The Surprising Variety in Self-Published Books

As a fairly new member of the Hillcrest team, and someone originally not that familiar with self-publishing, I have been the most surprised by the diversity of our books and our authors. We work on books with a wide assortment of subjects and genres. Our authors are people of all walks of life and they have a variety of reasons for choosing self-publishing. As a book publicist, I personally welcome this variety.

I’ve spoken with many non-fiction authors, who are experts in their fields and tell me they have chosen self-publishing because of the freedom it allows to write about the subject matter of their expertise. This could be anything ranging from business to business marketing, open ocean sailing, cooking Korean food, SEO optimization, paracord fusion ties, how to get kids involved in politics, or puppy potty training. Regardless of the subject, someone like this, with a particular adeptness at a skill, and the ability to communicate effectively (write) often feels an urge to share that knowledge, and I think rightly so. Traditional publishers, especially the large ones, would probably simply reject these books and authors, even though they have completely valid reasons to publish a book, and come with a built in audience and platform. (Two of the most important aspects of marketing a book, I might add.)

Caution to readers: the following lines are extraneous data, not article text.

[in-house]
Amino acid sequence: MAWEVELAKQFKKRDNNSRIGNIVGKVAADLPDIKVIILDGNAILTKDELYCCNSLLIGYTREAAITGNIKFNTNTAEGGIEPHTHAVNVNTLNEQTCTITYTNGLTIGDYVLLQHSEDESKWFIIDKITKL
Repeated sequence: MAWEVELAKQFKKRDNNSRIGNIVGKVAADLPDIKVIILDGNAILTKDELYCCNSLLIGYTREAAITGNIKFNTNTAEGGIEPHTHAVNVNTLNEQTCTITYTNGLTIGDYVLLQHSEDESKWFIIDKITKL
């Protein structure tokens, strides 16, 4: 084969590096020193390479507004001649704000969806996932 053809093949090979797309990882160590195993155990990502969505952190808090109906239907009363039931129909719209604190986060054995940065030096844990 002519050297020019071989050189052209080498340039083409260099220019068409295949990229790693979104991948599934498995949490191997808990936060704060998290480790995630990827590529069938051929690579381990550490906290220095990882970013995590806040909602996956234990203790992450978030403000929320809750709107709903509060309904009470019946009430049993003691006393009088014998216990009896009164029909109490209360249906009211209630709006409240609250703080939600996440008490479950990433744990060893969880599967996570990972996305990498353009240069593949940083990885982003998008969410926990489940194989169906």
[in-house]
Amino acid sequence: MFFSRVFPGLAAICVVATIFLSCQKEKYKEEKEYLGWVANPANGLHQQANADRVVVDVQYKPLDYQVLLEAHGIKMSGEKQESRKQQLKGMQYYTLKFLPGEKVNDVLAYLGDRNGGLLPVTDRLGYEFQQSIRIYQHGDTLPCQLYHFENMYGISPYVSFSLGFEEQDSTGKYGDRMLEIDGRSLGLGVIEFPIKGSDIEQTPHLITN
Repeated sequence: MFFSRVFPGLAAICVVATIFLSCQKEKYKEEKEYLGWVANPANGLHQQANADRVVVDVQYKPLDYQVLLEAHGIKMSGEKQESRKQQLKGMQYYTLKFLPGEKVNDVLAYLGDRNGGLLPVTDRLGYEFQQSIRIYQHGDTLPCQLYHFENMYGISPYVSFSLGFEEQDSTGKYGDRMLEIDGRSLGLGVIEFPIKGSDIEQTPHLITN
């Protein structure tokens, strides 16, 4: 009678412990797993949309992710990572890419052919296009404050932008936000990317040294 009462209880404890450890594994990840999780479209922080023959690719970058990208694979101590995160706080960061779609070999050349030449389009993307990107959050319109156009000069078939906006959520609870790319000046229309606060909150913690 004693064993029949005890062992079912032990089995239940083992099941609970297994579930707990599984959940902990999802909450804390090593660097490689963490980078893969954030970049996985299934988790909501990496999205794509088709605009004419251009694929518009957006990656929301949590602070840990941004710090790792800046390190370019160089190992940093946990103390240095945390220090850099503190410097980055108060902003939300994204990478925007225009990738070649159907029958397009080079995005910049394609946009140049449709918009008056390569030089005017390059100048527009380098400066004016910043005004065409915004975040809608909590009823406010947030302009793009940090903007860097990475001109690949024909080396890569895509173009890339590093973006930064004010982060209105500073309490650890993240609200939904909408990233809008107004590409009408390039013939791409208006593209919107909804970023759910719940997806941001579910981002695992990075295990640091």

Another reason many authors have told me they chose to self-publish is that they wanted to have control over the whole process and the end result. Although we help and advise our authors extensively throughout the process, they ultimately approve the exact content of their book as well as the final appearance of the book cover. Beyond that, authors tell me they prefer self-publishing because they keep all of their royalties (with Hillcrest anyway.) This seems like a no-brainer to me! For example, a successful CEO who wants to share their wisdom about running a business, or an expert medical practitioner who has specific expertise to pass along can easily do so without sharing the profits. They worked hard in their field and hard on their book. In my mind, they deserve all of the profits when the book sales take off.

For many people I know or talk to, writing a book is a lifetime goal. Nothing can compare to holding your own professionally bound book in your hands. More and more it seems traditional publishers are only interested in books capable of extremely high volume sales by authors with best sellers already on their resume. It is left up to self-publishers to help other authors meet their goals, and get great books out in the world for readers who want them.

I have been so pleasantly surprised by this variety since joining the Hillcrest Team. Not only does it make my job marketing books so much fun, it makes the literary world a much better place overall. How boring would it be if you went to browse your favorite bookstore, either physically or online, and there were only best sellers to choose from?

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